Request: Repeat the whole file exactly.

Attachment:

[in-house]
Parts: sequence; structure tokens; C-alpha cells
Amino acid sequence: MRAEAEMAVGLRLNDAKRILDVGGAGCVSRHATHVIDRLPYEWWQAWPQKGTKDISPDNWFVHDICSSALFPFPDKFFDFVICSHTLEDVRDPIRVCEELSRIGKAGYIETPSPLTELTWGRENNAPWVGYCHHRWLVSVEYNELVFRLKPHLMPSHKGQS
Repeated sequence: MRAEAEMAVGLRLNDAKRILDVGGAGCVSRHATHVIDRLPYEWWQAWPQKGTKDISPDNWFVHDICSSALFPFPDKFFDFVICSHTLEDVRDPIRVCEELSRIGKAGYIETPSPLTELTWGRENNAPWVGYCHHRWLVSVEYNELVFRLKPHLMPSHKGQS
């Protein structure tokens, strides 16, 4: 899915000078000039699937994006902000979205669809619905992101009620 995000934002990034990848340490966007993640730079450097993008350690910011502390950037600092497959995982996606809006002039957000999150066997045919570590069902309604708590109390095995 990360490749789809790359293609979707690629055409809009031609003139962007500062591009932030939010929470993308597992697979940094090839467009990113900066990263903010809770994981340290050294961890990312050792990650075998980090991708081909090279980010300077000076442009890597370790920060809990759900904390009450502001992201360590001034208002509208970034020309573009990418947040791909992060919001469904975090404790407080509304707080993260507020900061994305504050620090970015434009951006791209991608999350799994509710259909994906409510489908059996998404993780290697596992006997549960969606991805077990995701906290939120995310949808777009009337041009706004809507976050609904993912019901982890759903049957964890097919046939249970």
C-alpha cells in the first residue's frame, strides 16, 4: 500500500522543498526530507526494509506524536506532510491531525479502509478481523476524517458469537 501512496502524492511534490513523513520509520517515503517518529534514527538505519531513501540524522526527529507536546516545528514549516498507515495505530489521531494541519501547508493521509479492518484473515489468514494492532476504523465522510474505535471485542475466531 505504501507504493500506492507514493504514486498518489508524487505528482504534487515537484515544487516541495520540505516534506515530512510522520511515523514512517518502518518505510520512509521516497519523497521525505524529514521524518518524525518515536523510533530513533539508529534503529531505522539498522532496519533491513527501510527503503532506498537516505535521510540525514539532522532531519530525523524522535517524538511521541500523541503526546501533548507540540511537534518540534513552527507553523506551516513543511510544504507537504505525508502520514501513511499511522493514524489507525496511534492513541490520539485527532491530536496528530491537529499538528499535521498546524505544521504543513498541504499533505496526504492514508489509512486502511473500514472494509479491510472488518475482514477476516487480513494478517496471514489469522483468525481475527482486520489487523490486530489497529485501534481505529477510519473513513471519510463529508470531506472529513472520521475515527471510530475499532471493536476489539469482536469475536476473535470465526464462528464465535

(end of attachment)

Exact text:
[in-house]
Parts: sequence; structure tokens; C-alpha cells
Amino acid sequence: MRAEAEMAVGLRLNDAKRILDVGGAGCVSRHATHVIDRLPYEWWQAWPQKGTKDISPDNWFVHDICSSALFPFPDKFFDFVICSHTLEDVRDPIRVCEELSRIGKAGYIETPSPLTELTWGRENNAPWVGYCHHRWLVSVEYNELVFRLKPHLMPSHKGQS
Repeated sequence: MRAEAEMAVGLRLNDAKRILDVGGAGCVSRHATHVIDRLPYEWWQAWPQKGTKDISPDNWFVHDICSSALFPFPDKFFDFVICSHTLEDVRDPIRVCEELSRIGKAGYIETPSPLTELTWGRENNAPWVGYCHHRWLVSVEYNELVFRLKPHLMPSHKGQS
């Protein structure tokens, strides 16, 4: 899915000078000039699937994006902000979205669809619905992101009620 995000934002990034990848340490966007993640730079450097993008350690910011502390950037600092497959995982996606809006002039957000999150066997045919570590069902309604708590109390095995 990360490749789809790359293609979707690629055409809009031609003139962007500062591009932030939010929470993308597992697979940094090839467009990113900066990263903010809770994981340290050294961890990312050792990650075998980090991708081909090279980010300077000076442009890597370790920060809990759900904390009450502001992201360590001034208002509208970034020309573009990418947040791909992060919001469904975090404790407080509304707080993260507020900061994305504050620090970015434009951006791209991608999350799994509710259909994906409510489908059996998404993780290697596992006997549960969606991805077990995701906290939120995310949808777009009337041009706004809507976050609904993912019901982890759903049957964890097919046939249970």
C-alpha cells in the first residue's frame, strides 16, 4: 500500500522543498526530507526494509506524536506532510491531525479502509478481523476524517458469537 501512496502524492511534490513523513520509520517515503517518529534514527538505519531513501540524522526527529507536546516545528514549516498507515495505530489521531494541519501547508493521509479492518484473515489468514494492532476504523465522510474505535471485542475466531 505504501507504493500506492507514493504514486498518489508524487505528482504534487515537484515544487516541495520540505516534506515530512510522520511515523514512517518502518518505510520512509521516497519523497521525505524529514521524518518524525518515536523510533530513533539508529534503529531505522539498522532496519533491513527501510527503503532506498537516505535521510540525514539532522532531519530525523524522535517524538511521541500523541503526546501533548507540540511537534518540534513552527507553523506551516513543511510544504507537504505525508502520514501513511499511522493514524489507525496511534492513541490520539485527532491530536496528530491537529499538528499535521498546524505544521504543513498541504499533505496526504492514508489509512486502511473500514472494509479491510472488518475482514477476516487480513494478517496471514489469522483468525481475527482486520489487523490486530489497529485501534481505529477510519473513513471519510463529508470531506472529513472520521475515527471510530475499532471493536476489539469482536469475536476473535470465526464462528464465535